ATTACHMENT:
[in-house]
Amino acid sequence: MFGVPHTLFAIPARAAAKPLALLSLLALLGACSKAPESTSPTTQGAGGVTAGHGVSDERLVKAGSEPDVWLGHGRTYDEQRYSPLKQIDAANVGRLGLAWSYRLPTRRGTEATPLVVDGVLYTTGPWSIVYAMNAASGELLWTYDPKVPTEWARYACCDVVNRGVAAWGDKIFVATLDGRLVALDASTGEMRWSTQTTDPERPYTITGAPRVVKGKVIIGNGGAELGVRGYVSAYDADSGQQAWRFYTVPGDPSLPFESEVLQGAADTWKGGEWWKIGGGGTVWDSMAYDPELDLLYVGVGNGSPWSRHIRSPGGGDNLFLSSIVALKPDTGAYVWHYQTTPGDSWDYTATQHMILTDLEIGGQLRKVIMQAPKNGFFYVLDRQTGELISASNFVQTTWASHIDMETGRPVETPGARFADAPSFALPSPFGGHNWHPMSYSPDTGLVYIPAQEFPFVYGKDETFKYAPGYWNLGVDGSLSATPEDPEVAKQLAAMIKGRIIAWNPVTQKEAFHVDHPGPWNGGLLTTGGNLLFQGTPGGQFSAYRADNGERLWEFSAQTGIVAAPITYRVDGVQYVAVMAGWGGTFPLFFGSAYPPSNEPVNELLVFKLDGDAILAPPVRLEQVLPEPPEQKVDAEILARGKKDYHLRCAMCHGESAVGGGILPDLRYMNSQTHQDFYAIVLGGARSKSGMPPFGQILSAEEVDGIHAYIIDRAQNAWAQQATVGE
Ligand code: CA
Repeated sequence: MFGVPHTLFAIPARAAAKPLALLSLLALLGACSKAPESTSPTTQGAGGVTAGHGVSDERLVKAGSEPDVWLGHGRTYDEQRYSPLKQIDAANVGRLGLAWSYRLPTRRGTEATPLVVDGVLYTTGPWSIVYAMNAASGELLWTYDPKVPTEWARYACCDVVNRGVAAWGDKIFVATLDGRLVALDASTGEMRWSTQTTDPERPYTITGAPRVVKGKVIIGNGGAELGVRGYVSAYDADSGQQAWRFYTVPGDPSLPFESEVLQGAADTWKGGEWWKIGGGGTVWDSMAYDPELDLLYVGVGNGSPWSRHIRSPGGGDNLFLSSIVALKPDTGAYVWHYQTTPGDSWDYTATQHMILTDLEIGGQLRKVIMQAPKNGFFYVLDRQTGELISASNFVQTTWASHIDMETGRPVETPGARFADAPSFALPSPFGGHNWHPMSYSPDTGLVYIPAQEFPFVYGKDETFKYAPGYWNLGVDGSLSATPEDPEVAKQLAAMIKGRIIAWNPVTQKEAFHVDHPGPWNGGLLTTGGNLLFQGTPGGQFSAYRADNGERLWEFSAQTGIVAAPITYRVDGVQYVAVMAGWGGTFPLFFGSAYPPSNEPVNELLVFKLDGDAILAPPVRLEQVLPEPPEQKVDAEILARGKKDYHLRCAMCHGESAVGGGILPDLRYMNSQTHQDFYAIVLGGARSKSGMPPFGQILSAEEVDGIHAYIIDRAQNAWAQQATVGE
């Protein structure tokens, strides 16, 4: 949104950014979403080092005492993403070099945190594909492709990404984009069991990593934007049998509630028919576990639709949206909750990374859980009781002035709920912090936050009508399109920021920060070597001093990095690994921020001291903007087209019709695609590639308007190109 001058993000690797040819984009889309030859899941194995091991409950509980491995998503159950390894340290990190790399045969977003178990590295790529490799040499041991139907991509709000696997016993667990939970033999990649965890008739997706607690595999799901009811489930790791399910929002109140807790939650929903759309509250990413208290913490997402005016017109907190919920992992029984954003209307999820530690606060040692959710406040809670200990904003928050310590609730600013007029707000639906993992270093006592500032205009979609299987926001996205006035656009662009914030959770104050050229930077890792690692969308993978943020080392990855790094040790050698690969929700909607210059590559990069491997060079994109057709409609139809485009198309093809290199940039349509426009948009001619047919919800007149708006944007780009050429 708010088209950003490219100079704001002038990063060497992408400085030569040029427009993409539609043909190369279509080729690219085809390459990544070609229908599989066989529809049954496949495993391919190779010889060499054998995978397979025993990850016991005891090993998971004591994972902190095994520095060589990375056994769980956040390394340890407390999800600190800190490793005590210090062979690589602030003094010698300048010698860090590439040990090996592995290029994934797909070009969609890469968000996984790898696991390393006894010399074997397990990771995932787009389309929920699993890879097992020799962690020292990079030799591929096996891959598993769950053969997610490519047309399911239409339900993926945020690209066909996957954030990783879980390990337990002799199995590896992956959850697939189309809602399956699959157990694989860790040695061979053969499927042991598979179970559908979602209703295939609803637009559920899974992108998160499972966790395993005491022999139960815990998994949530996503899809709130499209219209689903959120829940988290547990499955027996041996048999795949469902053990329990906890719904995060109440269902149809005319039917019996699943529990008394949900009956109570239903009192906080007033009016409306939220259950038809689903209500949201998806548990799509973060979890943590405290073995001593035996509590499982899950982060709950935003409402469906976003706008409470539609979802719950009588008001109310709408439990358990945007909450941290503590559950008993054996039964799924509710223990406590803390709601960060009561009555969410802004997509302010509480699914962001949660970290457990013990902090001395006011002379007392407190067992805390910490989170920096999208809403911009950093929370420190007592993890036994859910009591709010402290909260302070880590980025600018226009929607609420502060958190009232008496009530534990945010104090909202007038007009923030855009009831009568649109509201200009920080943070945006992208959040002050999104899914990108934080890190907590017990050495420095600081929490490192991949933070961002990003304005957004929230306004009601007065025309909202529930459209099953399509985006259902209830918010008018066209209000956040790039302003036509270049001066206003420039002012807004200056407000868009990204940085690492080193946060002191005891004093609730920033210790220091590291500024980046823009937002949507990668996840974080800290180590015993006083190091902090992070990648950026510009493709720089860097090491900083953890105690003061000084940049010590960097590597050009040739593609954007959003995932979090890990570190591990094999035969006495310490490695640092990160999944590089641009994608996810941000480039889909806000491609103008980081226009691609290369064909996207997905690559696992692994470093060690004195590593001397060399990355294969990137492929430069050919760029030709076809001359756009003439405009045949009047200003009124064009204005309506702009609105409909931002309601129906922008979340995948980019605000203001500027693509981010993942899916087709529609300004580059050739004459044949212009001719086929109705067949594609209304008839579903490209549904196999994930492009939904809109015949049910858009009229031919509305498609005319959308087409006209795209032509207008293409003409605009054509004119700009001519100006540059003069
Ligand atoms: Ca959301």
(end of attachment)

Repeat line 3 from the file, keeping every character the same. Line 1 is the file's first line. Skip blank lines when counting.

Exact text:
Ligand code: CA